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Environ Health. 2016 Oct 21;15(1):100.

Occupation, industry, and the risk of prostate cancer: a case-control study in Montréal, Canada.

Author information

1
School of Public Health, Department of environmental and occupational health, Université de Montréal, C.P. 6128 Succursale Centre-Ville, Montréal, Québec, H3C 3J7, Canada.
2
Centre de recherche du CHUM, 850 rue Saint-Denis, Montréal, Québec, H2X 0A9, Canada.
3
Centre de recherche du CHUM, 850 rue Saint-Denis, Montréal, Québec, H2X 0A9, Canada. marie-elise.parent@iaf.inrs.ca.
4
Epidemiology and Biostatistics UnitEpidemiology and Biostatistics Unit, INRS-Institut Armand-Frappier, Institut national de la recherche scientifique, Université du Québec, 531 Boul. des Prairies, Laval, Québec, H7V 1B7, Canada. marie-elise.parent@iaf.inrs.ca.
5
School of Public Health, Department of Social and Preventive Medicine, Université de Montréal, C.P. 6128 Succursale Centre-Ville, Montréal, Québec, H3C 3J7, Canada. marie-elise.parent@iaf.inrs.ca.

Abstract

BACKGROUND:

Age, family history and ancestry are the only recognized risk factors for prostate cancer (PCa) but a role for environmental factors is suspected. Due to the lack of knowledge on the etiological factors for PCa, studies that are both hypothesis-generating and confirmatory are still needed. This study explores relationships between employment, by occupation and industry, and PCa risk.

METHODS:

Cases were 1937 men aged ≤75 years with incident PCa diagnosed across Montreal French hospitals in 2005-2009. Controls were 1994 men recruited concurrently from electoral lists of French-speaking Montreal residents, frequency-matched to cases by age. In-person interviews elicited occupational histories. Unconditional logistic regression estimated odds ratios (OR) and 95 % confidence intervals (CI) for the association between employment across 696 occupations and 613 industries and PCa risk, adjusting for potential confounders. Multinomial logistic models assessed risks by PCa grade. Semi-Bayes (SB) adjustment accounted for the large number of associations evaluated.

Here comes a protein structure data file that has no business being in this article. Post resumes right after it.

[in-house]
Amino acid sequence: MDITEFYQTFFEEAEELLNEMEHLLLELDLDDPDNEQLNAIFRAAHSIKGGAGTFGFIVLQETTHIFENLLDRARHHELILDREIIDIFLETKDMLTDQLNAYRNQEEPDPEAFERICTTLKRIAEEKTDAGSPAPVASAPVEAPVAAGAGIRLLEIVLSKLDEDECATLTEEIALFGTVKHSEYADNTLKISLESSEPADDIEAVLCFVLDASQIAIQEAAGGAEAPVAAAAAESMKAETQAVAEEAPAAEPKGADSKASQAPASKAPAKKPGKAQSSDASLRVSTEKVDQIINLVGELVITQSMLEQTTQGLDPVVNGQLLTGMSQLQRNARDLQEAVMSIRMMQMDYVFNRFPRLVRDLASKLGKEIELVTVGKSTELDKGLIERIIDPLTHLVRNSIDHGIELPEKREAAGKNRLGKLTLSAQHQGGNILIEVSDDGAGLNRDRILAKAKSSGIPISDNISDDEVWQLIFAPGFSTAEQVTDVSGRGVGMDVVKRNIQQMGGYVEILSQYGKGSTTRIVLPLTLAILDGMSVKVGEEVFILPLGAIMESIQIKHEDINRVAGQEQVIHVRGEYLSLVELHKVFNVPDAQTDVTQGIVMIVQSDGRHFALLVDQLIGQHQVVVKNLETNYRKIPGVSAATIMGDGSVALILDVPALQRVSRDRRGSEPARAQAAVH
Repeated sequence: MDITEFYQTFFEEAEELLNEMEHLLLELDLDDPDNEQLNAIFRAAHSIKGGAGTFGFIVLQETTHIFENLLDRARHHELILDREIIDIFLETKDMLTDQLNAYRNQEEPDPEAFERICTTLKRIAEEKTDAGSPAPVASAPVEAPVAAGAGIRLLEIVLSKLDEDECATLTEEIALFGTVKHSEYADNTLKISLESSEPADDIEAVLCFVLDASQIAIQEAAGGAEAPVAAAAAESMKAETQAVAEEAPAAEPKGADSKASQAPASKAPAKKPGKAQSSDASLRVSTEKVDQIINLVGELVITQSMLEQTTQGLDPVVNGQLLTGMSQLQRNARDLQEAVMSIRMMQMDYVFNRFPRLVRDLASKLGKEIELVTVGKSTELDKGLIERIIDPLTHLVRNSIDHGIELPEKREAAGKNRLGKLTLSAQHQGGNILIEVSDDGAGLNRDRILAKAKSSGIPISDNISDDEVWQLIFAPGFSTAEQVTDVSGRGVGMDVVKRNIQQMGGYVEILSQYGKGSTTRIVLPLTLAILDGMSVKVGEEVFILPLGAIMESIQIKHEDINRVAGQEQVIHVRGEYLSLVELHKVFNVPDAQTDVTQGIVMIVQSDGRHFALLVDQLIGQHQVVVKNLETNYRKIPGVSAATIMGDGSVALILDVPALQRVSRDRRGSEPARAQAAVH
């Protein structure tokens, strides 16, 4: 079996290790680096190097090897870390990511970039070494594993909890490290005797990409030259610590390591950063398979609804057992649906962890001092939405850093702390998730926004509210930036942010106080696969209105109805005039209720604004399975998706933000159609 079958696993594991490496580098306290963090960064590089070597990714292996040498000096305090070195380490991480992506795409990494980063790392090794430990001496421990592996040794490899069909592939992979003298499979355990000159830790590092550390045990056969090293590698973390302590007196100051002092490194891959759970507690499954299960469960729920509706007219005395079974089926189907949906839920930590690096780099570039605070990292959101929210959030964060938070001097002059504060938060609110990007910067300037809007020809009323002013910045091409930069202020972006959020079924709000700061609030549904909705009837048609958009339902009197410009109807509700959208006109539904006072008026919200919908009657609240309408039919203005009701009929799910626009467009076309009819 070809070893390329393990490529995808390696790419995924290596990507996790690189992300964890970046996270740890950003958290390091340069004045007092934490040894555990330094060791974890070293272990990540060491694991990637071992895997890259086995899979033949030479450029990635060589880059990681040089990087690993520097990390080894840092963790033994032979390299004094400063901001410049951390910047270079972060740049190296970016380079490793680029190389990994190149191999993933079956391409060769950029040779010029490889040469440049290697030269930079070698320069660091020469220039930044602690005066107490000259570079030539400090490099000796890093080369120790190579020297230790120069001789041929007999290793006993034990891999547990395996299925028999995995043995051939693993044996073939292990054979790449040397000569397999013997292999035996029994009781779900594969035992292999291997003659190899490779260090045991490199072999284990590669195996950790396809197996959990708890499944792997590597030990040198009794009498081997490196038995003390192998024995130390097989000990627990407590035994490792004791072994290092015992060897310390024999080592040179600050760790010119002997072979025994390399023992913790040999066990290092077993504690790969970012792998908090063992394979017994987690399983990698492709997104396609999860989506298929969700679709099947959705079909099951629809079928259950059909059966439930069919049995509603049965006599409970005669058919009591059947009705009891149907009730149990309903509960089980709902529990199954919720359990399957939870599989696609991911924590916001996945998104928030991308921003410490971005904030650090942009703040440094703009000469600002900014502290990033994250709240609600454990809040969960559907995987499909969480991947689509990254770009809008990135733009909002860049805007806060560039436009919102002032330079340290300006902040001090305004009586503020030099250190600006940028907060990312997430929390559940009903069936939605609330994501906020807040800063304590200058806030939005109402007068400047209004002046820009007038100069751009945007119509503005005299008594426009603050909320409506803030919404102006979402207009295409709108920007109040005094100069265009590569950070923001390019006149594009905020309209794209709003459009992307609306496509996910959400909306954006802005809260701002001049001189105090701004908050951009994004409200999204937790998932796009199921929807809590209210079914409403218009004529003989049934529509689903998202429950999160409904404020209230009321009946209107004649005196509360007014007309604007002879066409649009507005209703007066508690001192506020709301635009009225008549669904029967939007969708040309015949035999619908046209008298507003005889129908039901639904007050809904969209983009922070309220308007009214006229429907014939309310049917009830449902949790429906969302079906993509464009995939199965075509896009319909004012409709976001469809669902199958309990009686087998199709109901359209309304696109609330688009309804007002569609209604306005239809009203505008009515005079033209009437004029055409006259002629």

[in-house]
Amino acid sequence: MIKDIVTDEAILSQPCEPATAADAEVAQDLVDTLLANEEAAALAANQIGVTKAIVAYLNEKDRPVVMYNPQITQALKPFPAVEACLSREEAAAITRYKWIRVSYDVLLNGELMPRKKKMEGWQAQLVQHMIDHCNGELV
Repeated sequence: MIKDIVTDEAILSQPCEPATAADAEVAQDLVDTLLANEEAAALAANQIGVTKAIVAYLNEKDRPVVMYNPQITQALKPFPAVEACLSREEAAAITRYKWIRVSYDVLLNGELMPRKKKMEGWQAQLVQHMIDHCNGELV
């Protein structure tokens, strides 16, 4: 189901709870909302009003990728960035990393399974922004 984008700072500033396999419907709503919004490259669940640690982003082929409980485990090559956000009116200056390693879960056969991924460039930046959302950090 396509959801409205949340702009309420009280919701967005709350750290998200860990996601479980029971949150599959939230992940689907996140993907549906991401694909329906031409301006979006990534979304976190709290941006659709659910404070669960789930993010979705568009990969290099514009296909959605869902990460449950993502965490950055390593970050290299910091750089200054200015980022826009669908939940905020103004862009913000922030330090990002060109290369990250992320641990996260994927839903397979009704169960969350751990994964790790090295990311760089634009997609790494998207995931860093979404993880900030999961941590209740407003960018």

RESULTS:

Consistently positive associations-and generally robust to SB adjustment-were found for occupations in forestry and logging (OR 1.9, 95 % CI: 1.2-3.0), social sciences (OR 1.6, 95 % CI: 1.1-2.2) and for police officers and detectives (OR: 1.8, 95 % CI 1.1-2.9). Occupations where elevated risk of high grade PCa was found included gasoline station attendants (OR 4.3, 95 % CI 1.8-10.4) and textile processing occupations (OR 1.8, 95 % CI 1.1-3.2). Aside from logging, industries with elevated PCa risk included provincial government and financial institutions. Occupations with reduced risk included farmers (OR 0.6, 95 % CI 0.4-1.0) and aircraft maintenance workers (OR 0.1, 95 % CI 0.0-0.7).

CONCLUSIONS:

Excess PCa risks were observed across several occupations, including predominantly white collar workers. Further analyses will focus on specific occupational exposures.

KEYWORDS:

Industry; Occupation; Prostate cancer

PMID:
27769264
PMCID:
PMC5073998
DOI:
10.1186/s12940-016-0185-1
[Indexed for MEDLINE]
Free PMC Article

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